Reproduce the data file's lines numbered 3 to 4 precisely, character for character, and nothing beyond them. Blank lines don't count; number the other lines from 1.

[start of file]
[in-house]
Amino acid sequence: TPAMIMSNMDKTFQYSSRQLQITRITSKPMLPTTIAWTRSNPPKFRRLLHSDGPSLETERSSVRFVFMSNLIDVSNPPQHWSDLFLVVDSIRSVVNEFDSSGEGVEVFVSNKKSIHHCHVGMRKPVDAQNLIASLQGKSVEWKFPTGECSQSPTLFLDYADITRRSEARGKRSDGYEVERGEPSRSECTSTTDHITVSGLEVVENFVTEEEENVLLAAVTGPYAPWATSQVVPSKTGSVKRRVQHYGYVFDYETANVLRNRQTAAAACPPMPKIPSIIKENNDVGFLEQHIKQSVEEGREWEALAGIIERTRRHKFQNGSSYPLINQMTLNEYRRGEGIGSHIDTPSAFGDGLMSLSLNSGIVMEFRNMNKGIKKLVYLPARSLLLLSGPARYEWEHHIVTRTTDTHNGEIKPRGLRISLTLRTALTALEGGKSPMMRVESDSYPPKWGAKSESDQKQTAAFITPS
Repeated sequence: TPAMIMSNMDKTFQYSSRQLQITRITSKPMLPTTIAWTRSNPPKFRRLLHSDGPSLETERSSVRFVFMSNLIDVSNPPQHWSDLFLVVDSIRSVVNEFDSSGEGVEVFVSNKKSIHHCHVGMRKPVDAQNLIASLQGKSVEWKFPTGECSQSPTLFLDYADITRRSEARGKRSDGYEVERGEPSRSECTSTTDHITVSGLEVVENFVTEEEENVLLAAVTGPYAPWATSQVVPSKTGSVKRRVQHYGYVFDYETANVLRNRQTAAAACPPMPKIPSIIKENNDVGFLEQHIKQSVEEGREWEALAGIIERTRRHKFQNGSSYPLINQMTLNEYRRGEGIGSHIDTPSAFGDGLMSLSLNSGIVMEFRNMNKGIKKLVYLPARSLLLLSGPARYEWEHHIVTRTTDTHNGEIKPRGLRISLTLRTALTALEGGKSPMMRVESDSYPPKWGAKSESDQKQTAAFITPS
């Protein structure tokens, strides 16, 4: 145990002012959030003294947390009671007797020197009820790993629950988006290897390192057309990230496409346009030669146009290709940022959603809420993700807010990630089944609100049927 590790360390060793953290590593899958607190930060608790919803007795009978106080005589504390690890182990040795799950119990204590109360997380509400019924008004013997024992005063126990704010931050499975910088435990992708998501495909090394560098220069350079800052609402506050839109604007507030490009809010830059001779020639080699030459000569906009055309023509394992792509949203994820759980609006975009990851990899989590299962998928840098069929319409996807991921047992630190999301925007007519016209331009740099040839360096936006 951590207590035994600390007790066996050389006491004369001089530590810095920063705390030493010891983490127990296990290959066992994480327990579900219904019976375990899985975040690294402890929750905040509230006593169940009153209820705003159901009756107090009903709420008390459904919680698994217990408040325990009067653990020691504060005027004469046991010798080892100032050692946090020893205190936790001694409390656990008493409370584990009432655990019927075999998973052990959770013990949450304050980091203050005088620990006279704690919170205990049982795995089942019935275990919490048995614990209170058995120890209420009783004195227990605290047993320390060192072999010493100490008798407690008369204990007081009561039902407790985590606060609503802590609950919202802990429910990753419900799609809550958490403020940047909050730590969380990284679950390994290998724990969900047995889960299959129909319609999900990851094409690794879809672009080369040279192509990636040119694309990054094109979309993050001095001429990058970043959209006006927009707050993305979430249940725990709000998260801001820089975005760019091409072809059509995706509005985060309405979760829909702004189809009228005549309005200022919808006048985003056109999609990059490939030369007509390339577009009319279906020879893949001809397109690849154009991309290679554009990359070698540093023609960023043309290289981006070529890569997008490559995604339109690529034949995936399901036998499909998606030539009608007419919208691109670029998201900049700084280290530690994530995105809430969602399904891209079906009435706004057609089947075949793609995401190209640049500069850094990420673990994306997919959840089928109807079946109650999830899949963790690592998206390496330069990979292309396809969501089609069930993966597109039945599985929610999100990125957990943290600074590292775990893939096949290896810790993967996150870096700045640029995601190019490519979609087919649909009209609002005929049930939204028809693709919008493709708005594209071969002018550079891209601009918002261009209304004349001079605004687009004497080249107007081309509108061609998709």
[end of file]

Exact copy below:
Repeated sequence: TPAMIMSNMDKTFQYSSRQLQITRITSKPMLPTTIAWTRSNPPKFRRLLHSDGPSLETERSSVRFVFMSNLIDVSNPPQHWSDLFLVVDSIRSVVNEFDSSGEGVEVFVSNKKSIHHCHVGMRKPVDAQNLIASLQGKSVEWKFPTGECSQSPTLFLDYADITRRSEARGKRSDGYEVERGEPSRSECTSTTDHITVSGLEVVENFVTEEEENVLLAAVTGPYAPWATSQVVPSKTGSVKRRVQHYGYVFDYETANVLRNRQTAAAACPPMPKIPSIIKENNDVGFLEQHIKQSVEEGREWEALAGIIERTRRHKFQNGSSYPLINQMTLNEYRRGEGIGSHIDTPSAFGDGLMSLSLNSGIVMEFRNMNKGIKKLVYLPARSLLLLSGPARYEWEHHIVTRTTDTHNGEIKPRGLRISLTLRTALTALEGGKSPMMRVESDSYPPKWGAKSESDQKQTAAFITPS
């Protein structure tokens, strides 16, 4: 145990002012959030003294947390009671007797020197009820790993629950988006290897390192057309990230496409346009030669146009290709940022959603809420993700807010990630089944609100049927 590790360390060793953290590593899958607190930060608790919803007795009978106080005589504390690890182990040795799950119990204590109360997380509400019924008004013997024992005063126990704010931050499975910088435990992708998501495909090394560098220069350079800052609402506050839109604007507030490009809010830059001779020639080699030459000569906009055309023509394992792509949203994820759980609006975009990851990899989590299962998928840098069929319409996807991921047992630190999301925007007519016209331009740099040839360096936006 951590207590035994600390007790066996050389006491004369001089530590810095920063705390030493010891983490127990296990290959066992994480327990579900219904019976375990899985975040690294402890929750905040509230006593169940009153209820705003159901009756107090009903709420008390459904919680698994217990408040325990009067653990020691504060005027004469046991010798080892100032050692946090020893205190936790001694409390656990008493409370584990009432655990019927075999998973052990959770013990949450304050980091203050005088620990006279704690919170205990049982795995089942019935275990919490048995614990209170058995120890209420009783004195227990605290047993320390060192072999010493100490008798407690008369204990007081009561039902407790985590606060609503802590609950919202802990429910990753419900799609809550958490403020940047909050730590969380990284679950390994290998724990969900047995889960299959129909319609999900990851094409690794879809672009080369040279192509990636040119694309990054094109979309993050001095001429990058970043959209006006927009707050993305979430249940725990709000998260801001820089975005760019091409072809059509995706509005985060309405979760829909702004189809009228005549309005200022919808006048985003056109999609990059490939030369007509390339577009009319279906020879893949001809397109690849154009991309290679554009990359070698540093023609960023043309290289981006070529890569997008490559995604339109690529034949995936399901036998499909998606030539009608007419919208691109670029998201900049700084280290530690994530995105809430969602399904891209079906009435706004057609089947075949793609995401190209640049500069850094990420673990994306997919959840089928109807079946109650999830899949963790690592998206390496330069990979292309396809969501089609069930993966597109039945599985929610999100990125957990943290600074590292775990893939096949290896810790993967996150870096700045640029995601190019490519979609087919649909009209609002005929049930939204028809693709919008493709708005594209071969002018550079891209601009918002261009209304004349001079605004687009004497080249107007081309509108061609998709």